Publisher’s Note: “VOX provides all teen-created content and perspectives as resources to our audience. At this time, VOX understands that the decision to get vaccinated is a personal and familial decision and VOX does not ask participants to formally disclose their vaccination status to determine participation in our programming.”
The decision wasn’t hard. If I was going to be free of the stress of keeping a six foot distance and constantly pulling my mask over my nose, I knew I was getting a vaccine once it came out for 12-15 year olds. As a 14 year old growing more and more tired of knowing that I was the only chink in the armor of my family, it was firmly set in my mind that that shot was going in.
But then, a peculiar conversation sparked controversy in my well-determined thoughts. A close adult asked me, “So Ella, are you going to get the vaccine once it comes out for your age group?” Deceptive in its simplicity, this question reminded me that while I am surrounded by many people who see the vaccine as obligatory, certainly not everyone thinks that way. I was reminded that there is a choice, even for someone as young as me.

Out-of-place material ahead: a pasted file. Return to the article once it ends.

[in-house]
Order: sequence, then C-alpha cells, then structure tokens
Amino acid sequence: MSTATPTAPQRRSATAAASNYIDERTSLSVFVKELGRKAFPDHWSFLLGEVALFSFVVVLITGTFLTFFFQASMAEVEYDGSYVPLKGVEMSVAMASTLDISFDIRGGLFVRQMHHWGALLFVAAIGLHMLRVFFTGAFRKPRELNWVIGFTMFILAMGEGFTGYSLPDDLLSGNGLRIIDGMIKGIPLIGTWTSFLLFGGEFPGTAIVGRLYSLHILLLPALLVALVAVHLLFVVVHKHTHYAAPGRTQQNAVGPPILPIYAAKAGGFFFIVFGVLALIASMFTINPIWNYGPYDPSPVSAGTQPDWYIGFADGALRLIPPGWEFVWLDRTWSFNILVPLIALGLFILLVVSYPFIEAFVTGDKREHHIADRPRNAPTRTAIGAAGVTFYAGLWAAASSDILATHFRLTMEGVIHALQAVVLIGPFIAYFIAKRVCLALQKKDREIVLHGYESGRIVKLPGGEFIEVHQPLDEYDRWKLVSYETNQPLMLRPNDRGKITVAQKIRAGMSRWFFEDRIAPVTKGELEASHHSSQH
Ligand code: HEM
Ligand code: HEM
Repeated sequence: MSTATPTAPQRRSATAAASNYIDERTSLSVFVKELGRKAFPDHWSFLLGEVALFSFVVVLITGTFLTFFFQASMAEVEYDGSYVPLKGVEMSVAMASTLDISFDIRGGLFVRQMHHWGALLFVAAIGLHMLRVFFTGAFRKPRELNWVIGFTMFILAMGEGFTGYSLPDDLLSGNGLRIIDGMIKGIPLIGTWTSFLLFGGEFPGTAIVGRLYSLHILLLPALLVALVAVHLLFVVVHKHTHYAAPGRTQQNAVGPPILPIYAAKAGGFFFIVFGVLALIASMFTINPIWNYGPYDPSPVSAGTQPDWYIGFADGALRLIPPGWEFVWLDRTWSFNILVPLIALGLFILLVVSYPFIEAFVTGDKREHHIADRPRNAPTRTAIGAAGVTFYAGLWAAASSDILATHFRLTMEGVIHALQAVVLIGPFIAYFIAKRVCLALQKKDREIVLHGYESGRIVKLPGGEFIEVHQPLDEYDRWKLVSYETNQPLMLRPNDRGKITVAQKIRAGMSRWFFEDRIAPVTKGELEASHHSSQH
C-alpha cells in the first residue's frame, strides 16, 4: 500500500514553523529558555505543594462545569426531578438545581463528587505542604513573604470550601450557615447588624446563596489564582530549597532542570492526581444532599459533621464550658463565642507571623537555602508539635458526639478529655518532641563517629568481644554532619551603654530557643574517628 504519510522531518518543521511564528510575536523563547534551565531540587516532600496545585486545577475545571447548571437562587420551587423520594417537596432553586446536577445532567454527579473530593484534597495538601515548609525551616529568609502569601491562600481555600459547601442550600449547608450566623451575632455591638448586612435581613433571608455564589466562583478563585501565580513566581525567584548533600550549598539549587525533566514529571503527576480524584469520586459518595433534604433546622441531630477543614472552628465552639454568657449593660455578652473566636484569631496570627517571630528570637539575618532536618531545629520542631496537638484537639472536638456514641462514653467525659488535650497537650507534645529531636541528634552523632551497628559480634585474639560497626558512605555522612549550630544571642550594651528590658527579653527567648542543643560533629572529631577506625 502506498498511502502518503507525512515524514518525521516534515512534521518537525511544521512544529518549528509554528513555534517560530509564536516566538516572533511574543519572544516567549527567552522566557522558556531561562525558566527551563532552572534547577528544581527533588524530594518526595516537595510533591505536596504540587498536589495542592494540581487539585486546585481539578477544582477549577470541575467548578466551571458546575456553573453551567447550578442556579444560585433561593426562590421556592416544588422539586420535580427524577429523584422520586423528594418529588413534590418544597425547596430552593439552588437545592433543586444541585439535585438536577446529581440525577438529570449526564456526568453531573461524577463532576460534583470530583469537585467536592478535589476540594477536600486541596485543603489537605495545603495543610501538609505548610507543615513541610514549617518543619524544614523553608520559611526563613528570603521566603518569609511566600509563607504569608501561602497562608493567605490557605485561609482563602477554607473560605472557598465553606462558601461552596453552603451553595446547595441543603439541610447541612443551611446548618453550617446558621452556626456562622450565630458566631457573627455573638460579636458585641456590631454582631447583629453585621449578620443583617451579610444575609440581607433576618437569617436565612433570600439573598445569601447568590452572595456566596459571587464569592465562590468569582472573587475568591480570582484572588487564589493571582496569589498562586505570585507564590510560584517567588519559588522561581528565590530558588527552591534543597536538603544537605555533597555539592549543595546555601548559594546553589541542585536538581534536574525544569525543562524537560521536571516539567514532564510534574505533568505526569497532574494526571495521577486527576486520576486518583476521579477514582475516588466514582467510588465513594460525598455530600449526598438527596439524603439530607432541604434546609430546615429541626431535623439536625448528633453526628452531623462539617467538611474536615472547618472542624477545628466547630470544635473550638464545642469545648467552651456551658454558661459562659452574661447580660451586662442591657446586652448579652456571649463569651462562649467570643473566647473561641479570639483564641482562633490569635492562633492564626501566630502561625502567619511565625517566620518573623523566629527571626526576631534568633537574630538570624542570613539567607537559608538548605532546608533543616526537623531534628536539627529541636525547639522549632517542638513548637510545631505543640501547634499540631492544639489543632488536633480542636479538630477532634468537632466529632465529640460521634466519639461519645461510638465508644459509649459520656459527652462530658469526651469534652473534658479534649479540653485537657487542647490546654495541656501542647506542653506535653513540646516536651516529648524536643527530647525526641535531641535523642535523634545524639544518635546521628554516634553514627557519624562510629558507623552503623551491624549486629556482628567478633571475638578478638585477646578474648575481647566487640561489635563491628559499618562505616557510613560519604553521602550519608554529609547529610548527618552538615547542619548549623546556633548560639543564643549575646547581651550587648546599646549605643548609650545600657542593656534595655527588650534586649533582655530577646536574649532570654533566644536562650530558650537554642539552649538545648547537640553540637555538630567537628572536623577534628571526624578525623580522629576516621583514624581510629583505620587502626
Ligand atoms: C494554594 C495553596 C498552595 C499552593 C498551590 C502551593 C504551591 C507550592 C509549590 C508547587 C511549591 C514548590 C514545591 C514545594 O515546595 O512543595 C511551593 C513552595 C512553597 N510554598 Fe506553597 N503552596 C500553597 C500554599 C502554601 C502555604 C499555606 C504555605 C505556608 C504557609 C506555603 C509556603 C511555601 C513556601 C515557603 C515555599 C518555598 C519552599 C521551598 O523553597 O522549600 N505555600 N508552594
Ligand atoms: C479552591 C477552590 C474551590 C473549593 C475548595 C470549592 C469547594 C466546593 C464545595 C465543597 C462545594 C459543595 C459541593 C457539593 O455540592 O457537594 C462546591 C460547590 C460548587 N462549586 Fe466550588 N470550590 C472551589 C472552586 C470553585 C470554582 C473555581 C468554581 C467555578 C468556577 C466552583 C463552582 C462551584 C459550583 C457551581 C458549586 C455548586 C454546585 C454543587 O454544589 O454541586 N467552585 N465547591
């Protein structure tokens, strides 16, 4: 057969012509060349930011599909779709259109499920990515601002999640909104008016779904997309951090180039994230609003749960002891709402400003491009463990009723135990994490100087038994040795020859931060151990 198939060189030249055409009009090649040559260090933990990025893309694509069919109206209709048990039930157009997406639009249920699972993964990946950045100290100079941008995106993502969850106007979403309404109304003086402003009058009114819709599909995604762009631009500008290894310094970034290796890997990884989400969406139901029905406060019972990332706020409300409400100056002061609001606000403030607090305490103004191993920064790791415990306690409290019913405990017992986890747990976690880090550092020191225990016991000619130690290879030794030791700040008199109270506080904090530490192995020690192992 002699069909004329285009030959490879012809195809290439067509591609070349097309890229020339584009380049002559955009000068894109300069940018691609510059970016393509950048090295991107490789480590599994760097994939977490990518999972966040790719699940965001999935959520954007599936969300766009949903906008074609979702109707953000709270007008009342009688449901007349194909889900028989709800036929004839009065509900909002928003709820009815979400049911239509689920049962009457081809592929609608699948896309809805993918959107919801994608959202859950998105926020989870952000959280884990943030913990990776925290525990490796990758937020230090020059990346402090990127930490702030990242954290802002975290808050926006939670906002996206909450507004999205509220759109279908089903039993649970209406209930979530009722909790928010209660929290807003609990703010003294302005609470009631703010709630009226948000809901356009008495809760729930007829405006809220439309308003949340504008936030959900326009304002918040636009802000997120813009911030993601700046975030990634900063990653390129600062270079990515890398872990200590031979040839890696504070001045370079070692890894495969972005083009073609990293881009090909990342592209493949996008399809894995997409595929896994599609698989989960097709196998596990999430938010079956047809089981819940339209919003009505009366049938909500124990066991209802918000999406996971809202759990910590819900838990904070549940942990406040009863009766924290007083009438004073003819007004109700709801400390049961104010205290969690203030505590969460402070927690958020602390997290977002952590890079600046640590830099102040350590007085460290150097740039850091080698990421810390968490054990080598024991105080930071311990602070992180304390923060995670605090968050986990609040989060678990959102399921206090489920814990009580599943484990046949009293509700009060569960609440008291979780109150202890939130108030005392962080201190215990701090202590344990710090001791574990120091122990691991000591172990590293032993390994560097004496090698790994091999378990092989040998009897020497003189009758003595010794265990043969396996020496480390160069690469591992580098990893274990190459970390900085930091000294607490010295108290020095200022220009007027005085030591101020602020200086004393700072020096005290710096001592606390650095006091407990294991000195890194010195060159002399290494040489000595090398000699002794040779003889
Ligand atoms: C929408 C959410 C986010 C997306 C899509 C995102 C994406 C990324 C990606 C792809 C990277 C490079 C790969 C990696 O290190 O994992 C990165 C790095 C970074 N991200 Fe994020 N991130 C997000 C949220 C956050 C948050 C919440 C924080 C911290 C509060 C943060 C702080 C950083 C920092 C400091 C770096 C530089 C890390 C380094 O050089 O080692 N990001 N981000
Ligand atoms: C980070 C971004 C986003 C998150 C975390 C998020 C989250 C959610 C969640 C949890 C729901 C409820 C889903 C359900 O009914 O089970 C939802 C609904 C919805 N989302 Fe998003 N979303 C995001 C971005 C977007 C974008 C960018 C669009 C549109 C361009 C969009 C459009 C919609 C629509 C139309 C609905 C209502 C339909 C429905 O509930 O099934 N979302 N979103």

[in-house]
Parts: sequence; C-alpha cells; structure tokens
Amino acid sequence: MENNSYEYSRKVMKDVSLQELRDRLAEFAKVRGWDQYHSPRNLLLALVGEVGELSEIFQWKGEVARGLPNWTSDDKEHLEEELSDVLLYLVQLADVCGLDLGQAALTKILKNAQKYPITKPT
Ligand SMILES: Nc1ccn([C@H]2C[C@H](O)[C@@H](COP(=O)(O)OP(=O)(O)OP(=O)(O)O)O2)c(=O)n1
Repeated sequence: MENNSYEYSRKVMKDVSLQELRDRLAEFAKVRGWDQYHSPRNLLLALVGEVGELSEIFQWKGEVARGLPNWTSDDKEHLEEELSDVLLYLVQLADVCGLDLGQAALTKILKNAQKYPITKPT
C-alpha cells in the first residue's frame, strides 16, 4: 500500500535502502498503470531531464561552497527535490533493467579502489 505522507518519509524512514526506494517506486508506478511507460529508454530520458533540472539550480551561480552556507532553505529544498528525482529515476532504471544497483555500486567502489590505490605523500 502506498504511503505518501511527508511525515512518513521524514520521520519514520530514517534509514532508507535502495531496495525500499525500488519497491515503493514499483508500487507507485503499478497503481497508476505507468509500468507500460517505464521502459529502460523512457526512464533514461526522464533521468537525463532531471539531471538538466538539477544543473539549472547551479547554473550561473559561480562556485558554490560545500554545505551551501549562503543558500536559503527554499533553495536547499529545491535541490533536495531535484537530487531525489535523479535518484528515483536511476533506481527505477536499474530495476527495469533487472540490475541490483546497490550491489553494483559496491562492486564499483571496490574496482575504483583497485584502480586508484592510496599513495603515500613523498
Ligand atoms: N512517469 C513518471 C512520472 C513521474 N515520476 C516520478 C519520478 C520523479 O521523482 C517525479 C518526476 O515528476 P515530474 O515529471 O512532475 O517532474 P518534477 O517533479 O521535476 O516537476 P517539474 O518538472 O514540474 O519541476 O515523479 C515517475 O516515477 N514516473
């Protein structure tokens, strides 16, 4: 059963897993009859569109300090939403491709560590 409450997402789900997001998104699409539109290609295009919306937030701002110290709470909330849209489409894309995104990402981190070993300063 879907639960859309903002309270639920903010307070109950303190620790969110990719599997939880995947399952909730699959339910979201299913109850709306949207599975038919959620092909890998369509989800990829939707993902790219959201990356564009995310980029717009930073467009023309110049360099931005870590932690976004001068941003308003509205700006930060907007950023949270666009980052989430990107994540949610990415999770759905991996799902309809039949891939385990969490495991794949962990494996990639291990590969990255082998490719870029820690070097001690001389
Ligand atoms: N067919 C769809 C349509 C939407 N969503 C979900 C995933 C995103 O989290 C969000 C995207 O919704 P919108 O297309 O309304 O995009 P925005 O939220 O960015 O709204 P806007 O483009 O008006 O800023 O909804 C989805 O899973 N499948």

Making the Decision
Realizing this, I asked around for any 12-15 year olds who had gotten the vaccine or were planning to. And all of them had the same underlying reason for why they wanted it — to get back to a normal life. VOX staff member Hunter Buccheit, 15, says that he was looking forward to things like “school and camps” and that “the thought of getting back to normalcy was definitely a big motivator for [him] in getting the vaccine.” Hunter says he was able to do this because “after [his parents] got theirs, [he] felt much more comfortable getting [his].”
VOX staff member Jennie Matos says, “My mom was a huge proponent of me getting it,” followed by the common theme: “I have so many things I want to do… I just really miss up-close human interaction and if getting vaccinated means I can do things again, then I was more than willing to get it.” Both Matos and VOX staff member Aidan Ventimiglia, 15, say that it was “no-brainer for them.” Says Ventimiglia: “[his] whole family had gotten it as soon as it was available, and [he] was always the most worried about COVID in [his] household.”